- The Hamptons
- Los Angeles
- New York
- Orange County
- San Diego
- San Francisco
- Silicon Valley
- Washington, D.C.
Katie Orr | Photo: Dave Burk © Hedrich Blessing | April 9, 2013
A threefold collaboration yields an impeccably classy interior for a globe-trotting Gold Coast family.
The redesign of a young family’s Oak Street condominium is marked by the marriage of opposing elements: stained bamboo and polished lacquer; woven rugs and smooth marble. Upon entering the foyer and catching that first glimpse, there’s a feeling that the room is glowing. The warm lighting envelopes you. The credenza appears to float beneath a painting of vibrant but subtle hues, while laser-cut acrylic chandelier sconces and metallic wall coverings give the space a slight stylistic edge. And the Booth Hansen-architected fenestration—which offers valuable city views—is a floor-to-ceiling artwork in its own right.
An interior design consultant with a Lebanese heritage and a penchant for earth-traversing, the wife’s tastes have been infused with the textures and styles of many destinations. But no place has influenced her as profoundly as Paris, with its unparalleled style and charm. “That city has no limit when it comes to design. They’re masters at combining contemporary with classic. They know how to do it flawlessly,” she says. Taking cues from Parisian hotels and art galleries, her vision on the project was similar: glamorous but not tacky. Chic but comfortable. Functional.
The brilliance of this space lies in its details, due in no small part to the work of Centaur Interiors (centaurinteriors.com). First collaborating with Gary Lee Partners, who came up with the original design concept for the space, Centaur—who came on to manage the construction—breathed life into its structure and function. With meticulous precision, Michael Miller, director on the project, brought his technical expertise to the table and got to work on the details. All wall panels and inlaid pieces have a reveal, all Holly Hunt light sconces are perfectly aligned throughout the residence, and all walnut cabinets have their corners mitered for a softened effect.
But the beauty of the space goes beyond small touches. The initial drawings called for the entire main space to be opened up, removing a large curved wall that divided it. And because every aspect of the main room was centered on the wall panels—a feature requiring exact alignment—the entire ceiling and lighting system had to be redone to get the dimensions spot-on. “I wanted to preserve and accentuate the architectural flow of the building and bring the space to life, as though it belongs,” explains Miller. “And there’s so much natural lighting, I wanted it to feel like we were bringing the city lights into the home.”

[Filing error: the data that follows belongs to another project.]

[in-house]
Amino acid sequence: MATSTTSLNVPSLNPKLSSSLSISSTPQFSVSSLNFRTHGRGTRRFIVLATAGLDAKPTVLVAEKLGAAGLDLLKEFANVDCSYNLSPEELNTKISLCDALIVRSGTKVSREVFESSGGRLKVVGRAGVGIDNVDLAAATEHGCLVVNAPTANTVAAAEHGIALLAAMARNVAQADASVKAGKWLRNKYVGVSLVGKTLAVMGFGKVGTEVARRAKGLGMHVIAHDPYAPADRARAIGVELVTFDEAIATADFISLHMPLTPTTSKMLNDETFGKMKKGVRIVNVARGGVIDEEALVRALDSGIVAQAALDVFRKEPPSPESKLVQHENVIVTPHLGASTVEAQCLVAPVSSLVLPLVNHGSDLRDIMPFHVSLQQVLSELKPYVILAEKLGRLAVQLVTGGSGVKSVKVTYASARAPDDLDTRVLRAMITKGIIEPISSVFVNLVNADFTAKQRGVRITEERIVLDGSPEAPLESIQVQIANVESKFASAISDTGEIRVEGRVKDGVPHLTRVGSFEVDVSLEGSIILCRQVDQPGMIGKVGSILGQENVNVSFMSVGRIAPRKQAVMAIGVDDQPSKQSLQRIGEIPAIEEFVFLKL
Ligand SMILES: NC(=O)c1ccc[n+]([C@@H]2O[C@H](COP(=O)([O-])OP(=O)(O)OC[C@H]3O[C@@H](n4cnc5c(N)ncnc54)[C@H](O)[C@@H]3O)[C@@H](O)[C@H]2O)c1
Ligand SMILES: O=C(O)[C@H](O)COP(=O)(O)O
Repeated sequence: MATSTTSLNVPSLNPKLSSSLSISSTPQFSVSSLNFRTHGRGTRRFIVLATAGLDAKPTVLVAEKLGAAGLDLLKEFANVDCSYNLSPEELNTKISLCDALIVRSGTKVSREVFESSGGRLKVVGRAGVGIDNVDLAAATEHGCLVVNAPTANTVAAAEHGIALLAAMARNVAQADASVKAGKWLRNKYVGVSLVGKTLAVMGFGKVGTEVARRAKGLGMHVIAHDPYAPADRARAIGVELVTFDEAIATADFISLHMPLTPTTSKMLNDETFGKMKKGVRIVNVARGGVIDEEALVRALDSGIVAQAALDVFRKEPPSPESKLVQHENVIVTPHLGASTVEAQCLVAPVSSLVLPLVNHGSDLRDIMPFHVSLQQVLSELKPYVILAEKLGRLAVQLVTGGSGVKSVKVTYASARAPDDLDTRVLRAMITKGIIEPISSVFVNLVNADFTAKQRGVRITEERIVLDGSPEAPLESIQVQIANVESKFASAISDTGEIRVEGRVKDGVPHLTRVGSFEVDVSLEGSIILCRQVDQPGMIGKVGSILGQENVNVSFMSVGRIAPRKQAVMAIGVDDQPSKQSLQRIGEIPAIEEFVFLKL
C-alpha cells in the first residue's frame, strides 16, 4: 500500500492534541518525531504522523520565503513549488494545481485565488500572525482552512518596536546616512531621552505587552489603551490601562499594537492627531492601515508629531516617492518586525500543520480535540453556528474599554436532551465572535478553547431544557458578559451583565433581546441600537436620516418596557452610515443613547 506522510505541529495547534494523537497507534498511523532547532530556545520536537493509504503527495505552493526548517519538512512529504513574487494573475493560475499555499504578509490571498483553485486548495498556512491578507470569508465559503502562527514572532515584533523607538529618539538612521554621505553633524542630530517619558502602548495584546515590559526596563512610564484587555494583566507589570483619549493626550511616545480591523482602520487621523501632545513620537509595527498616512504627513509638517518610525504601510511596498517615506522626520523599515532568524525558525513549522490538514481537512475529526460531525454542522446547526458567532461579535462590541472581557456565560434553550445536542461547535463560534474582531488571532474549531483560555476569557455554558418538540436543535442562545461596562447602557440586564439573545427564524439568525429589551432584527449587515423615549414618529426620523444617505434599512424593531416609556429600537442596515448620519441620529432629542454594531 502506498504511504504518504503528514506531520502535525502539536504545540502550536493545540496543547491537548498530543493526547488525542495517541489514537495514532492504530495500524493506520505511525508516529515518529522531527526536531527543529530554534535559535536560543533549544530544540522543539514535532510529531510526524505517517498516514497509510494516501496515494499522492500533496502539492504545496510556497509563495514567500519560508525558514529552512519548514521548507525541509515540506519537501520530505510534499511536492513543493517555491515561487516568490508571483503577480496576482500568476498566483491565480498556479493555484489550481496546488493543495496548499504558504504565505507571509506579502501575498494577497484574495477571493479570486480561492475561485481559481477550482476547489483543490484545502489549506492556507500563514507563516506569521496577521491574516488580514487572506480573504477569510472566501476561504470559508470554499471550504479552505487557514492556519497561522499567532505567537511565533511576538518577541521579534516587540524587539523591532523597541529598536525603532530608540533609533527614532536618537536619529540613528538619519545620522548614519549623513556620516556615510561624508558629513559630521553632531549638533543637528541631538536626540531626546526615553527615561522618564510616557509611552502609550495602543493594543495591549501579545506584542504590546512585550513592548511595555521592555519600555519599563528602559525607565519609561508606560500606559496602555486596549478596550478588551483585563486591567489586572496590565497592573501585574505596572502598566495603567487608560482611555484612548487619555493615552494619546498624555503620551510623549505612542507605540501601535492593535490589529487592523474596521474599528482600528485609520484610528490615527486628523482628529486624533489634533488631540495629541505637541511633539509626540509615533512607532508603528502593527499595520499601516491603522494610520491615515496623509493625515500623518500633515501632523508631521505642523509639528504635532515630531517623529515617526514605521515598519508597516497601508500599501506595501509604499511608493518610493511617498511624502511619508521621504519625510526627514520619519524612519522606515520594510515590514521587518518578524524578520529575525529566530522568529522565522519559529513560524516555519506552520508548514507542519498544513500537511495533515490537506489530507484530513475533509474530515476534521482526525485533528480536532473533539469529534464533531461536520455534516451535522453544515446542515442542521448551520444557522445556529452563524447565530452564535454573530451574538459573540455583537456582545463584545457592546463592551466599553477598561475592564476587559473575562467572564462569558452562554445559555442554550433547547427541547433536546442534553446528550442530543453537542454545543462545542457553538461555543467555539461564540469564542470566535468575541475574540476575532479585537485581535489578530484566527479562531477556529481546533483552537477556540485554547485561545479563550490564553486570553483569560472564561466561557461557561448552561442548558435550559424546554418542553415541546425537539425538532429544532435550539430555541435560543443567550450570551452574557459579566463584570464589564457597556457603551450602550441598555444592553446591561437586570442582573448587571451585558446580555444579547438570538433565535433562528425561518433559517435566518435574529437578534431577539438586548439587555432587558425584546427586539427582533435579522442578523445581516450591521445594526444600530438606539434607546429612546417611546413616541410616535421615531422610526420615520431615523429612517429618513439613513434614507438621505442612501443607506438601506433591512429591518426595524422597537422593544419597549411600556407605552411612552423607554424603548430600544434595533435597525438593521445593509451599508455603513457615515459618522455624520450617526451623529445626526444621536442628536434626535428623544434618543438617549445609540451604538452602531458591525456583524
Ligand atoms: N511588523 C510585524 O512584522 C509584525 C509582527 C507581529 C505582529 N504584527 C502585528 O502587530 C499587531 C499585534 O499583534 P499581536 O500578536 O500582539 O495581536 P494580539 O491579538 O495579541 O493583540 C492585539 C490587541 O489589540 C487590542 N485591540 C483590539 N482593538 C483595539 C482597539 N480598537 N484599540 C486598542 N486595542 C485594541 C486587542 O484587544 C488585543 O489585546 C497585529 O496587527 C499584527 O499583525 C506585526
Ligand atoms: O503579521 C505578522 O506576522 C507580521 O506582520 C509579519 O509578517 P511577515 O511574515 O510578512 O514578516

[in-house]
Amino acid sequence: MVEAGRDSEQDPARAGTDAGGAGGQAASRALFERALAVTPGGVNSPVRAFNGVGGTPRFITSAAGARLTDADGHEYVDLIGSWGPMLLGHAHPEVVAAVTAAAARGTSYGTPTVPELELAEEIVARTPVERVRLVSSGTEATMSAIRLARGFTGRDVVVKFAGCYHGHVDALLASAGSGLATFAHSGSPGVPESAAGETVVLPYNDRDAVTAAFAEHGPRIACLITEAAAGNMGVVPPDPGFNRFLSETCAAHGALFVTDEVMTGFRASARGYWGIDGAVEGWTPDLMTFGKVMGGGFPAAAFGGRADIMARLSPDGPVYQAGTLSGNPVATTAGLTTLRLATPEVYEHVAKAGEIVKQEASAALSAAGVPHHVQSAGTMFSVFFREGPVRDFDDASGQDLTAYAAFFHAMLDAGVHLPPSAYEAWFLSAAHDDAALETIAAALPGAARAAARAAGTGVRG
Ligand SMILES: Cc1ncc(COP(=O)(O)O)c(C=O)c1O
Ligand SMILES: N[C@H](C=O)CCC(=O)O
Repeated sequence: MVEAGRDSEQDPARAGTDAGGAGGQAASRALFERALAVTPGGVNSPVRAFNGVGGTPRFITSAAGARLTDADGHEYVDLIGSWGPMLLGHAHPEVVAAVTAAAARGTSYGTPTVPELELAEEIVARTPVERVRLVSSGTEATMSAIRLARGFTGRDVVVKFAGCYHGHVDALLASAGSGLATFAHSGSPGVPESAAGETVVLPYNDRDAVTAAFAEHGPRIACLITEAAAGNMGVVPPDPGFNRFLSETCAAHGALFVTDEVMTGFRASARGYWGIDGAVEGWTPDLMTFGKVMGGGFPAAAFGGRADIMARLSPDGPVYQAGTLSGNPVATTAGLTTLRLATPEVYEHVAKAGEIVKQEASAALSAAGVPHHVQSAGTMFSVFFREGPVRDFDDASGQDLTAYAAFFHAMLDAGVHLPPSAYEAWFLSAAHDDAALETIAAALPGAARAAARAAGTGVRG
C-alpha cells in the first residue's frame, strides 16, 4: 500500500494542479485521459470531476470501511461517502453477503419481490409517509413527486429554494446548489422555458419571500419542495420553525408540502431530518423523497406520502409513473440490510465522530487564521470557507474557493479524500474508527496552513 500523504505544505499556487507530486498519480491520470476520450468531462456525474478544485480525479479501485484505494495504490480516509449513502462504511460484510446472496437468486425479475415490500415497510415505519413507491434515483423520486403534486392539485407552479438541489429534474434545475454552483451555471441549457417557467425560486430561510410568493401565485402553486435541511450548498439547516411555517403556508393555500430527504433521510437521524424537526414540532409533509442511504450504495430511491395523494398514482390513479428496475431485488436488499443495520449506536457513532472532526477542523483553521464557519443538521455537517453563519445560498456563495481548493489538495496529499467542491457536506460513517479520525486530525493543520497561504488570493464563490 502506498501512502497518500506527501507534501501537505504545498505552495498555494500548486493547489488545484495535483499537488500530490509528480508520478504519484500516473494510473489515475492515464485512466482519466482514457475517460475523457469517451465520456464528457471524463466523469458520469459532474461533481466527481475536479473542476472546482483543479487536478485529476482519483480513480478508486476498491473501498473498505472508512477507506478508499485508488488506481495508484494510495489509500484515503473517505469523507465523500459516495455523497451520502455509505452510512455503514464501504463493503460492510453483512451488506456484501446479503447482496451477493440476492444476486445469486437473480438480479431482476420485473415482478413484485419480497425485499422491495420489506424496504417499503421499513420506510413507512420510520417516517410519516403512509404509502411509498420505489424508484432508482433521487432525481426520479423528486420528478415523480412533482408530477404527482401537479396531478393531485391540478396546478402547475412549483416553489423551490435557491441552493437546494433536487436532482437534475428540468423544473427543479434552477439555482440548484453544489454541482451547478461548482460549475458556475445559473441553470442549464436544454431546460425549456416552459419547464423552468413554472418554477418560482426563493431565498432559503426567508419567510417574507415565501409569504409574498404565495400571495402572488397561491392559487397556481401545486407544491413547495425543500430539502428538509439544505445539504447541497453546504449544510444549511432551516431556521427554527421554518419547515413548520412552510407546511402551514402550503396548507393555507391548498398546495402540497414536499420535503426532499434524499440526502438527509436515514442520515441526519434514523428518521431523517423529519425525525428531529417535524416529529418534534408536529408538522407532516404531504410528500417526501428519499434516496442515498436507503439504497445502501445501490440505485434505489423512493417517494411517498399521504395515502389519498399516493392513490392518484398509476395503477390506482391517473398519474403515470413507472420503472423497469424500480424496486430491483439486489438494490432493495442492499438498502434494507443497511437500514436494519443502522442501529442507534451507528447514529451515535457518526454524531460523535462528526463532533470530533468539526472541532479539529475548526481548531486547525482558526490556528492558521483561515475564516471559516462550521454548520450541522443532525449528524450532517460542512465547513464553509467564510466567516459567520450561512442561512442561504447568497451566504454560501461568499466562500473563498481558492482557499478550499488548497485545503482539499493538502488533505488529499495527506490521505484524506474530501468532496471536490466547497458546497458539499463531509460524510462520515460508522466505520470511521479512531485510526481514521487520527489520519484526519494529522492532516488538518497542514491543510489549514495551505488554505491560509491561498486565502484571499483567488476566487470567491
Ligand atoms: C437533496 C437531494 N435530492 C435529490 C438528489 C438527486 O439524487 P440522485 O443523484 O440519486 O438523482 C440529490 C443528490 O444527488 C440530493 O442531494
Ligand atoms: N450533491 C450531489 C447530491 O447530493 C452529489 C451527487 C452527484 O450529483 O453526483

The firm reconstructed all of the doorways, refitting the den and master closet with symmetrical, glass-tracked pocket doors that mimick the lacquer theme of the unit. They built out the hallway, repositioned the walls in the guest bath and combined the space with an existing walk-in closet to create seductive his-and-hers two-sided storage with floor-to-ceiling shelves. “We put our blood, sweat and tears into the project, from the top down,” says Miller, adding that they redid the entire automation system, introduced recessed lighting and incorporated frosted glass elements throughout—perfectly pulling together the pieces like a jigsaw puzzle.
Complemented by the wife’s keen sense of design and commitment to quality, the project has taken time. A bare lightbulb hung above the entrance to her closet for more than two years as she waited patiently to encounter the perfect light fixture: a chandelier combining the delicacy of crystal with a bit of industrial chain mail. She snatched it up from Lightology the second she laid eyes on it.
Aiming for neutral tones with punches of color among the accents (clean but ever-so-edgy), the homeowner favors the work of Ligne Roset and B&B Italia, among a roster of other respectable designers. Still, finality may never come. “For me, design never stops, it never ends,” she says. “You can’t force art. It’s a creative process and you have to respect it.” The space has certainly come together in a masterful way, the product of the talent-laden team. “It’s so satisfying to sit down at the end and have it be breathtaking,” Miller reflects. “It’s something you can’t measure in dollars or cents—bringing an inspiration or vision to life.”